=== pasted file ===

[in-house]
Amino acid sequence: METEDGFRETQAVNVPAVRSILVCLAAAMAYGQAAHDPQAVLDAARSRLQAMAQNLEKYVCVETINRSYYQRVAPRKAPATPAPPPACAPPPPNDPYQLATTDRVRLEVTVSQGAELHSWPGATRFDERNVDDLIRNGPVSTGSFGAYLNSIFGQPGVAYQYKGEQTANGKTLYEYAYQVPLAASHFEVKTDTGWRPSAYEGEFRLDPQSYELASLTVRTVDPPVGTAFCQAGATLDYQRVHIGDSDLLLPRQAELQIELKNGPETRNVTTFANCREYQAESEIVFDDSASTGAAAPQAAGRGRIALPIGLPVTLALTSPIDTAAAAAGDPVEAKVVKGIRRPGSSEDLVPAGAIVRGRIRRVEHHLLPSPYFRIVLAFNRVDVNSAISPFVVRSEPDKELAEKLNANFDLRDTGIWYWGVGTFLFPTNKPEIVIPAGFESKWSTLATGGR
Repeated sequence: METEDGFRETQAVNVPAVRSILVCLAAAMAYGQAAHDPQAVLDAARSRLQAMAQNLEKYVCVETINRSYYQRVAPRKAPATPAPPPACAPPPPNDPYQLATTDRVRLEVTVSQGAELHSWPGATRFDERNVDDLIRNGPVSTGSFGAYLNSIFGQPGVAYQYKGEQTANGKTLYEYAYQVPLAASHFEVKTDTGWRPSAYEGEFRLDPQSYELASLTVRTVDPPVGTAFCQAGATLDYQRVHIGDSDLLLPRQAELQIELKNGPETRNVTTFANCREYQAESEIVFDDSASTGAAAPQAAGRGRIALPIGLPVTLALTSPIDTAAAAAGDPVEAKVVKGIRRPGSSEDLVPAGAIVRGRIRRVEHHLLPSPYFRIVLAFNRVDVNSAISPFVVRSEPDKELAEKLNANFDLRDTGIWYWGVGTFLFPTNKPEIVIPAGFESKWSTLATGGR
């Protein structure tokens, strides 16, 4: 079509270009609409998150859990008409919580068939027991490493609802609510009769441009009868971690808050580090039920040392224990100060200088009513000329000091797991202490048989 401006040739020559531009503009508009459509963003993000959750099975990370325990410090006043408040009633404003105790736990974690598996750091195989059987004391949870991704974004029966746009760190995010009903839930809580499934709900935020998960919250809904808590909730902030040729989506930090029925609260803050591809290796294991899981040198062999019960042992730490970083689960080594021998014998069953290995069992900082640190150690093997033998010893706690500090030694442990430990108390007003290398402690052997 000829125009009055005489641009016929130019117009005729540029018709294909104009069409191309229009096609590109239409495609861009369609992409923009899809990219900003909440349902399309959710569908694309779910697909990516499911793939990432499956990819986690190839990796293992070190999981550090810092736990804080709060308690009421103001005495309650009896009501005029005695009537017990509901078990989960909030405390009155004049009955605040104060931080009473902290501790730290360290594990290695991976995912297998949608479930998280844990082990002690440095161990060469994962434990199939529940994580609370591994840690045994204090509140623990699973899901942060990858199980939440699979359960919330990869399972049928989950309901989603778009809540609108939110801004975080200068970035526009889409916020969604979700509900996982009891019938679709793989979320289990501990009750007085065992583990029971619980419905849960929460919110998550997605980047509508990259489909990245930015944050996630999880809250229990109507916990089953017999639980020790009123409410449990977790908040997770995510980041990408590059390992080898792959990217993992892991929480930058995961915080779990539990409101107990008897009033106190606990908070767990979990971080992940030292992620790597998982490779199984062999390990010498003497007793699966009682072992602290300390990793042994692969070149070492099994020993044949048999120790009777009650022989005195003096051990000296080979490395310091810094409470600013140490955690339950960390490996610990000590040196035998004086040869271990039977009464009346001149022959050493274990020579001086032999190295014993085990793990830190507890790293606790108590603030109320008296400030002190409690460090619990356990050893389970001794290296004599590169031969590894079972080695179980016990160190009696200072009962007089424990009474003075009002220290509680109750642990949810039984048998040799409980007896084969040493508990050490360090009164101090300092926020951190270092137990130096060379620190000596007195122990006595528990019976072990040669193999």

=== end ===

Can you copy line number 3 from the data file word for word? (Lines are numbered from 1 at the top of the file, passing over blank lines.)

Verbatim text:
Repeated sequence: METEDGFRETQAVNVPAVRSILVCLAAAMAYGQAAHDPQAVLDAARSRLQAMAQNLEKYVCVETINRSYYQRVAPRKAPATPAPPPACAPPPPNDPYQLATTDRVRLEVTVSQGAELHSWPGATRFDERNVDDLIRNGPVSTGSFGAYLNSIFGQPGVAYQYKGEQTANGKTLYEYAYQVPLAASHFEVKTDTGWRPSAYEGEFRLDPQSYELASLTVRTVDPPVGTAFCQAGATLDYQRVHIGDSDLLLPRQAELQIELKNGPETRNVTTFANCREYQAESEIVFDDSASTGAAAPQAAGRGRIALPIGLPVTLALTSPIDTAAAAAGDPVEAKVVKGIRRPGSSEDLVPAGAIVRGRIRRVEHHLLPSPYFRIVLAFNRVDVNSAISPFVVRSEPDKELAEKLNANFDLRDTGIWYWGVGTFLFPTNKPEIVIPAGFESKWSTLATGGR